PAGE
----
IEEE Transactions on Pattern Analysis and Machine Intelligence

Estimation of Planar Curves, Surfaces, and Nonplanar Space Curves Defined by Implicit Equations with Applications to Edge and Range Image Segmentation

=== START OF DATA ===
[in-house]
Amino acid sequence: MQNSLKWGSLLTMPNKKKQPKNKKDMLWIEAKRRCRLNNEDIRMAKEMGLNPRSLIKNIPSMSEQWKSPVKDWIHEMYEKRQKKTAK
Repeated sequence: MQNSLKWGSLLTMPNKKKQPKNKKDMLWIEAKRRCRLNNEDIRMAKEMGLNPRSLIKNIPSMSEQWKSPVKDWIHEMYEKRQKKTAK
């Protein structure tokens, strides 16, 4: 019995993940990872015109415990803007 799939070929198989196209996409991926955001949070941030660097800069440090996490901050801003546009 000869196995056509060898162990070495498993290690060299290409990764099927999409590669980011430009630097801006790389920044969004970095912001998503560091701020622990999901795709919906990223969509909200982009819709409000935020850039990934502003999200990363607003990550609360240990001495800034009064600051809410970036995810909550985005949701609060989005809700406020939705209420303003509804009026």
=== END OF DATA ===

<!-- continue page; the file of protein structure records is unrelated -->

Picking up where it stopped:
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This paper addresses the problem of parametric representation and estimation of complex planar curves in 2-D, surfaces in 3-D and nonplanar space curves in 3-D. Curves and surfaces can be defined either parametrically or implicitly, and we use the latter representation. A planar curve is the set of zeros of a smooth function of two variables x-y, a surface is the set of zeros of a smooth function of three variables x-y-z, and a space curve is the intersection of two surfaces, which are the set of zeros of two linearly independent smooth functions of three variables x-y-z, For example, the surface of a complex object in 3-D can be represented as a subset of a single implicit surface, with similar results for planar and space curves. We show how this unified representation can be used for object recognition, object position estimation, and segmentation of objects into meaningful subobjects, that is, the detection of “interest regions” that are more complex than high curvature regions and, hence, more useful as features for object recognition. Fitting implicit curves and surfaces to data would be ideally based on minimizing the mean square distance from the data points to the curve or surface. Since the distance from a point to a curve or surface cannot be computed exactly by direct methods, the approximate distance, which is a first-order approximation of the real distance, is introduced, generalizing and unifying previous results. We fit implicit curves and surfaces to data minimizing the approximate mean square distance, which is a nonlinear least squares problem. We show that in certain cases, this problem reduces to the generalized eigenvector fit, which is the minimization of the sum of squares of the values of the functions that define the curves or surfaces under a quadratic constraint function of the data. This fit is computationally reasonable to compute, is readily parallelizable, and, hence, is easily computed in real time. In general, the generalized eigenvector fit provides a very good initial estimate for the iterative minimization of the approximate mean square distance. Although we are primarily interested in the 2-D and 3-D cases, the methods developed herein are dimension independent. We show that in the case of algebraic curves and surfaces, i.e., those defined by sets of zeros of polynomials, the minimizers of the approximate mean square distance and the generalized eigenvector fit are invariant with respect to similarity transformations. Thus, the generalized eigenvector fit is independent of the choice of coordinate system, which is a very desirable property for object recognition, position estimation, and the stereo matching problem. Finally, as applications of the previous techniques, we illustrate the concept of “interest regions” This paper addresses the problem of parametric for object recognition and describe a variable-order segmentation algorithm that applies to the three cases of interest. © 1991, IEEE. All rights reserved.